Horatio Alger’s magazine moguls started as paupers and turned themselves into princes all because they could, because they were Americans and in the land of opportunity anyone can be king. Shoeshine boys and kids with brooms, often conveniently orphaned, learned and earned their ways up corporate ladders armed only with their own virtue. I wonder if Alger ever saw what his myth wrought—if he knew the remarkable debauchery The Wolf of Wall Street would demand as reward for his ill gotten gains, or if he sensed the magician con-man (a la American Hustle) is a cousin to his pristine capitalist hero. When he was writing his can-do stories, the myths of capitalist uplift were cast with people fit to canonize. He was inventing Saints. What romance! What glamor! What on earth have we done with them?
Workers Leaving the Factory (Dubai)
When mass production was new, the turn of the century was lousy with high-minded pictures about the beauty of work and the pitfalls of exploitation. The worker is the machine in Ballet Mechanique and wasn’t it Man with the Movie Camera that watched jubilant girls box cigarettes like it was a social hour? They’re more fun than machines and they do all the same work! We weren’t making movies about the grimier side yet, the exploitive bits the company brass mentions in hushed tones (and the board calls “necessary”). Ben Russell’s Workers Leaving the Factory (Dubai) begins at what looks like dawn in front of a series of high-rises under construction. Nameless and largely faceless men walk a messy path from one bus to another, invoking the memory of the Lumiere Bros. playful actuality Workers Leaving the Factory—but these workers aren’t happy like Lumieres’. There are countless men here and no sooner does one bus spit them out than another rounds a bend to reveal the next shift. These men are grist for the mill, each of them, and their numbers appear endless. The title is a nod: how things have changed.
We associate personal freedom with the bison of the plains, but the bull of Wall Street is the totem for America’s capital of capital. Sleek, imposing and cartoonishly aggressive, the bull must have inspired the look of this epically engrossing twenty-three-minute Soviet cartoon. Animated with the sexy streamlines re-popularized by Mad Men, The Shareholder of the title is a proto-Don Draper, another icon of capitalist machismo. The Shareholder isn’t the cheerleader he might have been if his were an American story. In Russia, Don Draper is a working-class man, but because of a share he owns with his Arms Manufacturing mega-corporation he’s entitled to credit, and this is how “the promise of America” screws you. He uses his credit to maintain a bachelor flat and a model GF and on his big dates with the girl everyone wants he waves causally to the company big wigs—the invulnerables who’ll look away when their restructuring leaves him penniless and roaming the streets with his dog a la Umberto D. A parable about the vulnerability of the working classes and the illusiveness of monetary security, the biggest feeling you have after those massive twenty-three minutes is how utterly compelling it is—and it was a tragedy! Would you believe the illusion? Yes! Who wouldn’t?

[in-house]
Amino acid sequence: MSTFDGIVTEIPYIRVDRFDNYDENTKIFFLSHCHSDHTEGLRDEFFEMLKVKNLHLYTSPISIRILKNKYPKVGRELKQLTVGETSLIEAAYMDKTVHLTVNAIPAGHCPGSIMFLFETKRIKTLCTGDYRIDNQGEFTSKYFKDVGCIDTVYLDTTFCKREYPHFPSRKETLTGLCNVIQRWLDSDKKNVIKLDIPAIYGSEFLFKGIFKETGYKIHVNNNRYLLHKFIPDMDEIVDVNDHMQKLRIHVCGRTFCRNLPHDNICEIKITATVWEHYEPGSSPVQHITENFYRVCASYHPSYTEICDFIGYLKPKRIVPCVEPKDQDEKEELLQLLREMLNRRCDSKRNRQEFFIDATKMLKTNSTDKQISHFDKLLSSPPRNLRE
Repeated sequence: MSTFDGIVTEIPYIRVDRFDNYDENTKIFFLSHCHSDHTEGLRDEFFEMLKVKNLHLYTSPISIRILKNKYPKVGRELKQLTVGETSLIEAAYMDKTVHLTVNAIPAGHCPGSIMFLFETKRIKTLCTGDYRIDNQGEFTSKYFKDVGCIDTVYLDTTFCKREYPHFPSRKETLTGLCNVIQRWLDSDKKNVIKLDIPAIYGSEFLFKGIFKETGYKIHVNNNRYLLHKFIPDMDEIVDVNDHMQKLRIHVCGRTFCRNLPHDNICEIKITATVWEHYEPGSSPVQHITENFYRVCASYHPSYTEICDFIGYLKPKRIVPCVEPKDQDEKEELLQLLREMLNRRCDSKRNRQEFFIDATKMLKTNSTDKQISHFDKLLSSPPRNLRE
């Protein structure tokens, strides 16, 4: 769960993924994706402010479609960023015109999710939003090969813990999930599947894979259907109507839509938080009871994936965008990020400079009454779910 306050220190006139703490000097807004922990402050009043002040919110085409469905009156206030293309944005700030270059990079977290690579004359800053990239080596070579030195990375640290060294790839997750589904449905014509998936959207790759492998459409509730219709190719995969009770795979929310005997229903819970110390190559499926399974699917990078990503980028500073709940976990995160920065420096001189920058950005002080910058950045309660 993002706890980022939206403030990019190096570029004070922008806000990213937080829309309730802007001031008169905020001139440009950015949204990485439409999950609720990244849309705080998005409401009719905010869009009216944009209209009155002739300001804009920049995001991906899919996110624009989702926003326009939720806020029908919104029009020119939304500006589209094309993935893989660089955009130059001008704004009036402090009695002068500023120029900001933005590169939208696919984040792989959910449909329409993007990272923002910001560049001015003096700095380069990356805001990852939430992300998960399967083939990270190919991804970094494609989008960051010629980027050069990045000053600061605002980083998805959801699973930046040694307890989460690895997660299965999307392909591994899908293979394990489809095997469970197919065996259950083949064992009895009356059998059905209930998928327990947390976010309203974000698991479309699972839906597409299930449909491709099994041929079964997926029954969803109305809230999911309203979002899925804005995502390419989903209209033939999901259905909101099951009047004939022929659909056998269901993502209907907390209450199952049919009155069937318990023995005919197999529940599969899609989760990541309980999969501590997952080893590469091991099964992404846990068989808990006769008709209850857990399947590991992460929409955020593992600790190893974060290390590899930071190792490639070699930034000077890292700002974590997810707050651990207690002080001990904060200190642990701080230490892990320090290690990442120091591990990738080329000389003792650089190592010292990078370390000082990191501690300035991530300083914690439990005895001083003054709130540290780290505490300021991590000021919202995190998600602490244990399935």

The Gods of Times Square
In a system dependent on both imaginary and real money (but mostly imaginary) you’d think more attention would be paid to the matter of faith. Well Richard Sandler gave the matter thought and came up with two loose documentaries about the preachers who rallied in Times Square before The Mouse House bleached Manhattan’s city center into a family friendly tourist trap. Before this it was awash in prostitution and proselytizing…but it was also the block on which you could see the classes stratified a la Fritz Lang’s Metropolis. By the stars were the neon signs and behind them the glass offices of higher ups, the middle class minions were in the semi-obscured mid-section in opaque offices and the working class was on the ground, running bobble-head stands and delis. When Mickey let loose his million enchanted brooms he forced out more than the sex workers. It was the prophets with their megaphones that most intrigued Sandler—a seeker himself he asked everyone who’d talk with him about the Gods they called “right” and the sins they called Satan. They admonish him plenty—they shared an implicit economy of teases and taunts—but in the final hour, after revealing the people who truly suffered at the hands of Disney, their churchy vocalizations resemble scattered screams, sound and fury.
Manhattan can’t be the only place where “world class” crashes into “no class” but no matter where it happens that collision creates a type of chemical combustion that runs a city more efficiently than money. It apparently runs the post-Union eastern block, and the Slovenian Girl of Damjan Kozole’s drama is quick to adapt. She looks in shop windows at the modernist furniture she could enjoy if she could only make a little more but, as a student not much is available to her. Her dad bends over backwards to help her with rent (a sweet man) and she takes it so as not to arouse suspicion. She’s been hooking her way through college for months and it’s not so bad—so far her worst situation is a hotel heart attach but that might be good for business. She’s a high-priced escort and all the diplomats who hire her call her a “nice girl”—it stings to hear. But the stakes are high and the themes are political—the Euro has eroded the value of money in her country more than intended and life in cosmopolitan Ljubljana is only so lovely as a result. Forget fearing the end of your native culture—this breath of European financial equality is mightier and its poison stealthy.